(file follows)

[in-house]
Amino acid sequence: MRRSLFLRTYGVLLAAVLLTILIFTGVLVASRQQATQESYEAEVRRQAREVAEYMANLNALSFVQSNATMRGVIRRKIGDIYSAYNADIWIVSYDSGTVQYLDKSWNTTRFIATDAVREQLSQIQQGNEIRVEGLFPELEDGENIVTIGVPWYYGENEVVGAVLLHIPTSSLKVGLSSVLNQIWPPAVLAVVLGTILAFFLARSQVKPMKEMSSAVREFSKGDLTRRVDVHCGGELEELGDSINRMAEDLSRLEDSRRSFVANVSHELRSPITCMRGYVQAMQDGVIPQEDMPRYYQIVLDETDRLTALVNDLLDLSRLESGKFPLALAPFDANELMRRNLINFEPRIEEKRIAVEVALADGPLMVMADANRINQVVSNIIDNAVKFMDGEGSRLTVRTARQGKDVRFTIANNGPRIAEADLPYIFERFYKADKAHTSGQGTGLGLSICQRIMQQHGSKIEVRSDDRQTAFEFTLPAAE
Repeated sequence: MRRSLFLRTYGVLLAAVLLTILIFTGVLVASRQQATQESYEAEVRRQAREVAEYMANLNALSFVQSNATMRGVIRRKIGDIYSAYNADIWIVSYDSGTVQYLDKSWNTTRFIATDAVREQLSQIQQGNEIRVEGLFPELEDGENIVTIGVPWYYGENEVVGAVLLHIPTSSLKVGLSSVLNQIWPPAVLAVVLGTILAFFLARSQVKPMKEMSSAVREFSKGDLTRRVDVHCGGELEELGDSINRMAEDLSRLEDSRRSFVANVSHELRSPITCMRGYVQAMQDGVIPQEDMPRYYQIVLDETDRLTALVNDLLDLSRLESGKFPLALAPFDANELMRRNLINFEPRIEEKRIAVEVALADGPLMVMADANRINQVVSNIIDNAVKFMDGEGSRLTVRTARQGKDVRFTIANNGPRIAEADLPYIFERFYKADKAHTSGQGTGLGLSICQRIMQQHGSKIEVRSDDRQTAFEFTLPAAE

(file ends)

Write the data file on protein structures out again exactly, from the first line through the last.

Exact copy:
[in-house]
Amino acid sequence: MRRSLFLRTYGVLLAAVLLTILIFTGVLVASRQQATQESYEAEVRRQAREVAEYMANLNALSFVQSNATMRGVIRRKIGDIYSAYNADIWIVSYDSGTVQYLDKSWNTTRFIATDAVREQLSQIQQGNEIRVEGLFPELEDGENIVTIGVPWYYGENEVVGAVLLHIPTSSLKVGLSSVLNQIWPPAVLAVVLGTILAFFLARSQVKPMKEMSSAVREFSKGDLTRRVDVHCGGELEELGDSINRMAEDLSRLEDSRRSFVANVSHELRSPITCMRGYVQAMQDGVIPQEDMPRYYQIVLDETDRLTALVNDLLDLSRLESGKFPLALAPFDANELMRRNLINFEPRIEEKRIAVEVALADGPLMVMADANRINQVVSNIIDNAVKFMDGEGSRLTVRTARQGKDVRFTIANNGPRIAEADLPYIFERFYKADKAHTSGQGTGLGLSICQRIMQQHGSKIEVRSDDRQTAFEFTLPAAE
Repeated sequence: MRRSLFLRTYGVLLAAVLLTILIFTGVLVASRQQATQESYEAEVRRQAREVAEYMANLNALSFVQSNATMRGVIRRKIGDIYSAYNADIWIVSYDSGTVQYLDKSWNTTRFIATDAVREQLSQIQQGNEIRVEGLFPELEDGENIVTIGVPWYYGENEVVGAVLLHIPTSSLKVGLSSVLNQIWPPAVLAVVLGTILAFFLARSQVKPMKEMSSAVREFSKGDLTRRVDVHCGGELEELGDSINRMAEDLSRLEDSRRSFVANVSHELRSPITCMRGYVQAMQDGVIPQEDMPRYYQIVLDETDRLTALVNDLLDLSRLESGKFPLALAPFDANELMRRNLINFEPRIEEKRIAVEVALADGPLMVMADANRINQVVSNIIDNAVKFMDGEGSRLTVRTARQGKDVRFTIANNGPRIAEADLPYIFERFYKADKAHTSGQGTGLGLSICQRIMQQHGSKIEVRSDDRQTAFEFTLPAAE